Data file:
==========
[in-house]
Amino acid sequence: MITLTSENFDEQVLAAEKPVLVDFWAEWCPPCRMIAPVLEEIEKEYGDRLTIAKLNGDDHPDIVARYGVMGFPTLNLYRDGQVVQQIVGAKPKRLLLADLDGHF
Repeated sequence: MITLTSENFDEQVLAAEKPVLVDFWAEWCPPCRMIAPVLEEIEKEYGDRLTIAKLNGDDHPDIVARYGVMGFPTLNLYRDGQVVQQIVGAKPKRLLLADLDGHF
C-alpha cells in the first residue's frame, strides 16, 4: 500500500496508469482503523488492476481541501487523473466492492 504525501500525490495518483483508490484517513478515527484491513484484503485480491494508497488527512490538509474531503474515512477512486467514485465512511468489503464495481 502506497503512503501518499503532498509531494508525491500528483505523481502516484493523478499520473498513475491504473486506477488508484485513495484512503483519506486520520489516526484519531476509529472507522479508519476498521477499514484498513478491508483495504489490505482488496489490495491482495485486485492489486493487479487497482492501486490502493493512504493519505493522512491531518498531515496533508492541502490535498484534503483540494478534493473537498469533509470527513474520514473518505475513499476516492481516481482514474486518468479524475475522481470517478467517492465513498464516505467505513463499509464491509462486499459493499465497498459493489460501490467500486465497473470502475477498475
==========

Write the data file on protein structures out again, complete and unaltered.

[in-house]
Amino acid sequence: MITLTSENFDEQVLAAEKPVLVDFWAEWCPPCRMIAPVLEEIEKEYGDRLTIAKLNGDDHPDIVARYGVMGFPTLNLYRDGQVVQQIVGAKPKRLLLADLDGHF
Repeated sequence: MITLTSENFDEQVLAAEKPVLVDFWAEWCPPCRMIAPVLEEIEKEYGDRLTIAKLNGDDHPDIVARYGVMGFPTLNLYRDGQVVQQIVGAKPKRLLLADLDGHF
C-alpha cells in the first residue's frame, strides 16, 4: 500500500496508469482503523488492476481541501487523473466492492 504525501500525490495518483483508490484517513478515527484491513484484503485480491494508497488527512490538509474531503474515512477512486467514485465512511468489503464495481 502506497503512503501518499503532498509531494508525491500528483505523481502516484493523478499520473498513475491504473486506477488508484485513495484512503483519506486520520489516526484519531476509529472507522479508519476498521477499514484498513478491508483495504489490505482488496489490495491482495485486485492489486493487479487497482492501486490502493493512504493519505493522512491531518498531515496533508492541502490535498484534503483540494478534493473537498469533509470527513474520514473518505475513499476516492481516481482514474486518468479524475475522481470517478467517492465513498464516505467505513463499509464491509462486499459493499465497498459493489460501490467500486465497473470502475477498475